Years Served: 1998-2011
Military Occupation: Military Police Officer (31B)
Hometown: Plainfield, IL
Twitter Handle: @ceonatcoleman
Tell us a little about you outside of the military:
- Outside of the military my life has been full of adventure, travel, leading, and making a difference in my community. I thoroughly enjoy traveling with my partner and seeing what the world has to offer. I spent my last birthday in Athens, Greece and Cairo, Egypt.
- I am a sports fan (not as big as I used to be) but I still enjoy the playoff season for most sports and seeing live sporting events. I also enjoy live music, visiting museums, and checking in on my nieces and nephews as they grow up.
- As a professional educator and lifelong learner, I love teaching young people about STEAM (Science, Technology, Engineering, Art & Math).
What do you hope to gain from the fellowship?
- I hope to gain a better understanding of the process of how advocating for Veterans work at the national level.
- I want to continue to build bonds with veterans from across the services and the United States.
- I also want to make a stand for those of us who may not have time, energy, ability or knowledge on how to stand for themselves.
What does advocacy mean to you?
- Advocacy means standing for a cause and doing something about it. I think it has to end with tangible evidence for what you are fighting for.
- Advocacy also means giving a voice to those who may be overlooked, underrepresented or disenfranchised. While veterans are from many walks of life, nationalities, religion, race, and gender, not all are fairly and equitably heard or thought of.
How did your military experience shape you to be the person you are today?
- My military experience shaped me into the forward thinking innovative leader I am today. The lessons I learned, starting when I joined ROTC at the University of Illinois, have been honed over 20 years now.
- The lessons learned in Officer School and in combat provided me with the foundation to be financially independent, build businesses, start a non-profit, give back to my community and be internationally known as an advocate for equitable STEAM education.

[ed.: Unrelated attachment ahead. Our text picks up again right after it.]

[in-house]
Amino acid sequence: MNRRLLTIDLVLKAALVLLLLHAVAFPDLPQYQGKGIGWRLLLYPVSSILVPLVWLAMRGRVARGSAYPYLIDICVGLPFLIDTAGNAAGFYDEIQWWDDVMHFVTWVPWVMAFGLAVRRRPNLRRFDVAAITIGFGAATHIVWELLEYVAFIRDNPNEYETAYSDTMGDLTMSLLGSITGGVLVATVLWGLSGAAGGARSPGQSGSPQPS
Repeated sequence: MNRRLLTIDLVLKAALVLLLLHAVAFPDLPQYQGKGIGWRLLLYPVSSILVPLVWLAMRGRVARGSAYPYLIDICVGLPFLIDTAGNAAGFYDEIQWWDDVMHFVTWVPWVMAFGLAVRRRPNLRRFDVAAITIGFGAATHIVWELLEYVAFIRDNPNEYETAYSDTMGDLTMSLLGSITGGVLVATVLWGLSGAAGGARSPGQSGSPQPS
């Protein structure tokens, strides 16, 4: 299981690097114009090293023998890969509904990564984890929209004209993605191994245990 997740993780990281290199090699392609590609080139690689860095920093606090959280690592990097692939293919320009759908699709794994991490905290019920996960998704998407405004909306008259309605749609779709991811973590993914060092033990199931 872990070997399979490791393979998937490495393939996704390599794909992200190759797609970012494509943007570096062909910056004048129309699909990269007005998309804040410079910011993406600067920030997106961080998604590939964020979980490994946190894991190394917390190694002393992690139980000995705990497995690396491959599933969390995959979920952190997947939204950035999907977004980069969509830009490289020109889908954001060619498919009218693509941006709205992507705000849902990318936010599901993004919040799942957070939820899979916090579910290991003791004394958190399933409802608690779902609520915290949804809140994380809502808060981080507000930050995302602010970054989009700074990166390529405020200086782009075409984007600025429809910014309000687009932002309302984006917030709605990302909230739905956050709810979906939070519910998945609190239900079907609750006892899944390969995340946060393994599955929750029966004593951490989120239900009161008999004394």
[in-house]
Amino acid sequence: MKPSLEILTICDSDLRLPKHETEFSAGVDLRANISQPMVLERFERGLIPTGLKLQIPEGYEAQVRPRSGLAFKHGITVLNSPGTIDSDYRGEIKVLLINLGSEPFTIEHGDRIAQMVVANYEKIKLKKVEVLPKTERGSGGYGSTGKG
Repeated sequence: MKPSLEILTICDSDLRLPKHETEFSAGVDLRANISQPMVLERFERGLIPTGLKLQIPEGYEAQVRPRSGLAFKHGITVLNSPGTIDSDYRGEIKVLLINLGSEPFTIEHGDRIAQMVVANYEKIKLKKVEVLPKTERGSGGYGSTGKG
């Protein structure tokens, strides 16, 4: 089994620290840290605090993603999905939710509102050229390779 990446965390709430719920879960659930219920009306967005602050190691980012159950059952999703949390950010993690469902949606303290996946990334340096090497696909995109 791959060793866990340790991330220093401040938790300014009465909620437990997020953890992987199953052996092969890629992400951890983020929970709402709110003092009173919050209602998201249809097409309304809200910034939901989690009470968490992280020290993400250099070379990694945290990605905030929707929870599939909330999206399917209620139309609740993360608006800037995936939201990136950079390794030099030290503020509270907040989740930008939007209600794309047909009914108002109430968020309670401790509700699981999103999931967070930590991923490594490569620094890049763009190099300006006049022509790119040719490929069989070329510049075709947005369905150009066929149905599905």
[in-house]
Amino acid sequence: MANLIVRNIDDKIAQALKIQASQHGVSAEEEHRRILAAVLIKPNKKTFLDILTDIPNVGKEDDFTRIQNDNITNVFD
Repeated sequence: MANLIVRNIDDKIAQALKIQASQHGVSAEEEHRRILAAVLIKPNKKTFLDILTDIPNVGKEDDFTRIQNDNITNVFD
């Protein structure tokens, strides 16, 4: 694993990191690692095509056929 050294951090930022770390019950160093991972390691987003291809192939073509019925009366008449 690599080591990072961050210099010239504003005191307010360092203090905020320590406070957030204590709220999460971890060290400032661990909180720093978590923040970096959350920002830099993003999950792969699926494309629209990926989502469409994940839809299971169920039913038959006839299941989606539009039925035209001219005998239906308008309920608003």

Which one of IAVA’s policy priorities for you believe is the most pressing? Why?
- Combatting suicide is the most pressing issue. Often Veterans are faced with a feeling of loneliness and isolation because after completing their service there is a gap in purpose. While in the military you are given missions, build cohesion with teams, understand purpose of personality and have a goal. Once this is taken from you or is no longer present it can cause depression, isolation, addiction and loneliness.
Which one of IAVA’s policy priorities do you have the strongest personal connection to? Why?
- I have the strongest connection to Women’s Veterans and Education equally. As a woman in the military we face obstacles that can become barriers. However, if we have advocacy and representation as well as allies the military can bolster women into great leadership positions in and out of the military. One incident however can catapult someone’s life into a dark abyss that they spend years recovering from.
- Education benefits are important as many people’s ticket out of environments that may not have been good for them. I know without my military benefits I would not have been able to earn my Educational Doctorate. I think all Veterans deserve education benefits to help strengthen their skills that can essentially help them improve their military career or life after the military.
More #AllStarAdvocacy videos are available in IAVA’s 2023 All-Star Advocacy Fly-In video showcase.